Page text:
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You’ll find it easy to find plenty of information describing step-by-step the care of new chicks in an artificial brooder. I have brooded dozens of clutches of chicks that way over the course of several decades, and can assure you that the process is not especially mysterious or tricky—you should find it relatively easy to start a clutch of chicks in a homemade brooder.
However, when I read those descriptions for brooder care I feel fortunate, because so many of their precautions against disaster are things I simply do not worry about. For example, they warn that the brooder must be draft free and that it must be kept at 95°F the first week. But my first chicks of the season—a week out of the shell—are out on the pasture even as I write. The temperature is 45-50°, and there is a 20-mile-an-hour wind—too chilly for me to be outside without being well wrapped. The chicks are scooting around like little waterbugs. (The temperature last night was 29°, freezing the waterers.) The tutorials warn about the dangers of stress, infection, and boredom if the birds become too crowded as they grow—leading to infections, toe and feather picking, even cannibalism. Sounds pretty horrifying—but my little chicks have a large plot of pasture at their disposal. They are hardly crowded, and certainly show no signs of being bored. What about avoiding chick diseases, especially coccidiosis, including the frequent admonition “Brood your chicks away from older birds”? The fact is, I don’t even think about coccidiosis, and I don’t know that I’ve ever had losses to disease of any sort among my chicks on pasture—who are with the adult laying flock from day one. Indeed, the loss of a chick to “misadventure” of any sort is a great rarity. And don’t forget the good advice you’ll read for avoiding “pasting up”—an outcome devoutly to be wished, as I can attest after picking sticky goo off the rear end of many a distressed chick in the past. These days? I never, ever have a case of pasting up.
So what is the difference between best practices in the carefully-managed brooder and my easy-going attitude toward week-old chicks? I decided long ago that a mother hen is a lot smarter than me when it comes to raising chicks. Thus the smart thing for me to do is: Let Mama do it!
I have never used an artificial incubator, preferring to hatch new stock under broody hens—though as said, I have artificially brooded many clutches of purchased chicks. For decades now, however, I have not purchased any chicks at all, and have raised all my chicks (up to 150 a year) using broody hens exclusively, from eggs out of my own breeders.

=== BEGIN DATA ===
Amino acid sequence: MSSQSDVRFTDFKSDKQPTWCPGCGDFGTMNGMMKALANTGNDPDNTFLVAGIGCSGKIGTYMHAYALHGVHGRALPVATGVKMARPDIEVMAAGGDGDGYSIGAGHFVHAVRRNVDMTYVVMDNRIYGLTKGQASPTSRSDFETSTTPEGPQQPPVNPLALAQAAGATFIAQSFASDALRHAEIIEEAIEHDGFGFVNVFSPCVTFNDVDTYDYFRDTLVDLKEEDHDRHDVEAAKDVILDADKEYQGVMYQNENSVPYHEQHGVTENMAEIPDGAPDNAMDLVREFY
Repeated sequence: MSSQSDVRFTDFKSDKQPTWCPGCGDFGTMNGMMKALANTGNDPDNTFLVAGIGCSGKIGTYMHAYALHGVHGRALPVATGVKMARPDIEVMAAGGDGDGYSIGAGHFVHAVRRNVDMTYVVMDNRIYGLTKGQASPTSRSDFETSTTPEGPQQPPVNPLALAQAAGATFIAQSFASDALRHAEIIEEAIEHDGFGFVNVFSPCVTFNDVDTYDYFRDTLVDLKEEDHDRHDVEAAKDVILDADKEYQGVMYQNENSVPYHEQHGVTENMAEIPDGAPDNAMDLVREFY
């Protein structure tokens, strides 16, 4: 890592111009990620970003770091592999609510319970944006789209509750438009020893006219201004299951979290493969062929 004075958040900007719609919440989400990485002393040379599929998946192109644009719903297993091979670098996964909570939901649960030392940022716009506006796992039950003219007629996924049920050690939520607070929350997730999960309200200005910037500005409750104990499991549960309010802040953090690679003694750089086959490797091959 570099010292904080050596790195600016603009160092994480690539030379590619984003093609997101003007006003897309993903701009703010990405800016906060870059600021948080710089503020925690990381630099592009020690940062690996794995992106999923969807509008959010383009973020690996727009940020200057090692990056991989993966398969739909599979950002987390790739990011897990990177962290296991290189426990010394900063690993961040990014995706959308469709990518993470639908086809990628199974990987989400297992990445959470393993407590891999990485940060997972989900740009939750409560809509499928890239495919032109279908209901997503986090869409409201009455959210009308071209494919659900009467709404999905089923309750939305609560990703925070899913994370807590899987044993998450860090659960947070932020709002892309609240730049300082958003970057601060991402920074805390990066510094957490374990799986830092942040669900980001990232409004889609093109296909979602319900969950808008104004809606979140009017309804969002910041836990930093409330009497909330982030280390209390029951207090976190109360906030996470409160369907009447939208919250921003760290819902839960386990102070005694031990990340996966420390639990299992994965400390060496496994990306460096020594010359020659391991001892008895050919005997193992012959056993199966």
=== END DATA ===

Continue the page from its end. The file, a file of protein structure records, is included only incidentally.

Where Are the Broody Hens?
I meet many poultry enthusiasts who would like to use broody hens, but who are frustrated. They want to know my secret for making a hen “go broody”—that is, get into the “mood” to incubate eggs and raise chicks. The true secret, though, is that we (human keepers of poultry) have made it emphatically clear to modern hens that their mothering instincts are not welcome. That is, we have considered “broodiness” a big nuisance (since a hen who is brooding is not laying; and we’ve decided that managing broody hens is a lot of trouble), so have selected against this natural instinct in modern breeds. If we make going broody a capital offense, it doesn’t take long for the hens to get the point!
The result is that in most breeds developed in the past hundred and fifty years, the broody instinct is either entirely lacking, or “hit-or-miss” at best. Hens of some breeds—Cochins, Buff Orpingtons—are more likely to express the trait than most, but even in these breeds, emergence of a good working broody is more the exception than the rule.
So my secret for getting lots of broody hens to do my hatching? Revert to the older, historic breeds among whom broodiness is the norm rather than an oddity. Old English Games, for example, express the trait at virtually 100%, and the hens are accomplished, attentive, and fiercely protective mothers. Note that I am not recommending basing one’s entire flock on a broody breed. A broody hen is indeed less productive where egg laying is concerned—while incubating eggs and raising her chicks, she does not lay. But one can establish a sub-flock of reliable working broodies, based on historic breeds much in need of preservation, to do all one’s hatching and brooding chores. (In addition to Old English Games, consider Kraienkoppes, Malays, Shamos, Asils, Madagascar Games, Silkies, and some strains of Dorking.)
Once my sub-flock of working broodies is established, I permit them simply to mingle with the flock until they indicate they want to be mamas. Only at that point is it necessary to do anything special with the broody hen.